Margharet's picture 'an example of how sexting can go wrong'

2016-08-31 13:55
(File, News24)

(File, News24)

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Cape Town – The distribution of a private image sent to a hockey parents' group by accident is an example of how nude pictures could “go wrong” in the digital era, Parliament has heard.

“It caused a national circus. It is an example of how badly things can go wrong,” social media law expert Emma Sadleir told Parliament’s communication portfolio committee on Tuesday, during discussions about the Film and Publications Amendment Bill, Netwerk24 reported.

She was referring to Schweizer-Reneke resident Margharet van Wyk, who accidentally sent a picture of her genitals, meant for her husband, to the hockey parents’ group of her children’s school.

The bill in its current format would make the distribution of nude pictures without the individual’s consent illegal.

- Read more: Facebook, Twitter and harassment - what can be done?

Sadleir said everybody has access to public platforms these days – “a frightening thought” - which led to over-documentation.

“This has led to an epidemic of sexual messages (sexting). It has become a social norm for teenagers to send nude pics to one another. In the digital era everyone is a celebrity.”

Problems arose when people resent pictures without the original sender’s permission; when phones were stolen; or when networks were hacked, like what happened to actress Jennifer Lawrence.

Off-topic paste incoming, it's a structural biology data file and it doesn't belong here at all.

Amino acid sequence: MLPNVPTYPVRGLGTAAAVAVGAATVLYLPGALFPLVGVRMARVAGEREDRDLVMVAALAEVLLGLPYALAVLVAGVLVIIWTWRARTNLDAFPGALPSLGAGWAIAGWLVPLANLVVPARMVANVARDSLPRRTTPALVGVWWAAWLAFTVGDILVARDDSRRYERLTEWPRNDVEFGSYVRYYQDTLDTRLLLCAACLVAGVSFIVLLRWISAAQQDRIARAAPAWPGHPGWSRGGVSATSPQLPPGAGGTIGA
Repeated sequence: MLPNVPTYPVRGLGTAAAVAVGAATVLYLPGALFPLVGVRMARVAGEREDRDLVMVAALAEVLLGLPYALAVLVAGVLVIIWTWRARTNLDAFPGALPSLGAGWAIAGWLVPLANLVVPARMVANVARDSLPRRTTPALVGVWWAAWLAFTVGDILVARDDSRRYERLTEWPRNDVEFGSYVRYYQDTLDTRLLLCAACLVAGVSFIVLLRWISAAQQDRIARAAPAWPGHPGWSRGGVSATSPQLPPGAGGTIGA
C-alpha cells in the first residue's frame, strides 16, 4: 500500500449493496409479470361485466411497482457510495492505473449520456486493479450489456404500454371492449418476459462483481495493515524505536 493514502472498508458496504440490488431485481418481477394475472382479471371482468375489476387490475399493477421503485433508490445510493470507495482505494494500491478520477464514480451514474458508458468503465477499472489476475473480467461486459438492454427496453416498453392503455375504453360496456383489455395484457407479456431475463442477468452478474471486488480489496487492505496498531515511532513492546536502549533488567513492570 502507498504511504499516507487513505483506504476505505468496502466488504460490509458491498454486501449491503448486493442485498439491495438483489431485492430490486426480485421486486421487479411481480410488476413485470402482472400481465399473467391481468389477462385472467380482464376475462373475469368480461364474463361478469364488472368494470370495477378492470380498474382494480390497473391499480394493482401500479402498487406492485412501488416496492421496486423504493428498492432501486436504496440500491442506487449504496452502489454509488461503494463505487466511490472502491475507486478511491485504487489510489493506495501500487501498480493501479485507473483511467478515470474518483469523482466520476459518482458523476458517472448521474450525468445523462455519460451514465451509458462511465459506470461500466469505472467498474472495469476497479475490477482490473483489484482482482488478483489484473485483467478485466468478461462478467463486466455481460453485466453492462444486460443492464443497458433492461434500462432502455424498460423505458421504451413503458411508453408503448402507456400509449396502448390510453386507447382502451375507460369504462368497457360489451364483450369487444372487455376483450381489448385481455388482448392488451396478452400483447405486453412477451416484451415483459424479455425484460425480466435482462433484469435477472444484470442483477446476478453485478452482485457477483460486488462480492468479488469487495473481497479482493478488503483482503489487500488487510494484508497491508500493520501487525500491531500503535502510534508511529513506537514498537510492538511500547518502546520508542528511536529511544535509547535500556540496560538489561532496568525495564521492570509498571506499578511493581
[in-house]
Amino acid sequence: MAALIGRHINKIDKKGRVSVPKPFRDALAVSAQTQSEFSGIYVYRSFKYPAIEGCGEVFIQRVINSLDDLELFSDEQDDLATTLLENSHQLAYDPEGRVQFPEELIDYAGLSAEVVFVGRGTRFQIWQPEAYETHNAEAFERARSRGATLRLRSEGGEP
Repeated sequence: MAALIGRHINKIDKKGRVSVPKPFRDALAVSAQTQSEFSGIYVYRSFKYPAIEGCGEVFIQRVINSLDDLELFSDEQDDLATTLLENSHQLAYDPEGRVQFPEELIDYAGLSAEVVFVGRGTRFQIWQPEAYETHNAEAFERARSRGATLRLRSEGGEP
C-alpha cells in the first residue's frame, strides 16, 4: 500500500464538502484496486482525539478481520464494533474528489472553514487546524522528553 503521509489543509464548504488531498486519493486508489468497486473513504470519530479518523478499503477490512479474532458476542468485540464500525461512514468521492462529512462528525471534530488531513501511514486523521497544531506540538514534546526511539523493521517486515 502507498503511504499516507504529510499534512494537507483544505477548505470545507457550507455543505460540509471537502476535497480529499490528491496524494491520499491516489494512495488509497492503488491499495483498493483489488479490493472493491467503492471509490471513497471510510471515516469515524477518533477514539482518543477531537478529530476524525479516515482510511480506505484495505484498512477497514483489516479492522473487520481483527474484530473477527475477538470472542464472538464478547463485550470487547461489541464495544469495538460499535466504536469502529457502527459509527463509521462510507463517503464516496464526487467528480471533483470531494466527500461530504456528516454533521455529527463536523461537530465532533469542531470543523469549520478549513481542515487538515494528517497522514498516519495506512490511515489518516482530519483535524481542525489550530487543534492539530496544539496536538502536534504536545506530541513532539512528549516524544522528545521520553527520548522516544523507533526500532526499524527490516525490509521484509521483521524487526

- Read more: Jennifer Lawrence wants leaked nude pics investigated

In other cases, people sent the image to the wrong people by accident and it was spread from there. This was what happened in Van Wyk’s case.

She also used this example to point out a problem in the bill.

In its current format, the bill refers to the distribution with ill intent of nude images or video material.

According to Sadleir there was no ill intent in the Van Wyk case. People shared the image for “fun”.

“Motive is not relevant. Victims suffer damages regardless of the perpetrators’ intent. People say she [Van Wyk] brought this upon herself. I strongly disagree.”

The current bill treats teenagers whose nude pictures are distributed with or without their permission as perpetrators, when in fact they are victims, she said.

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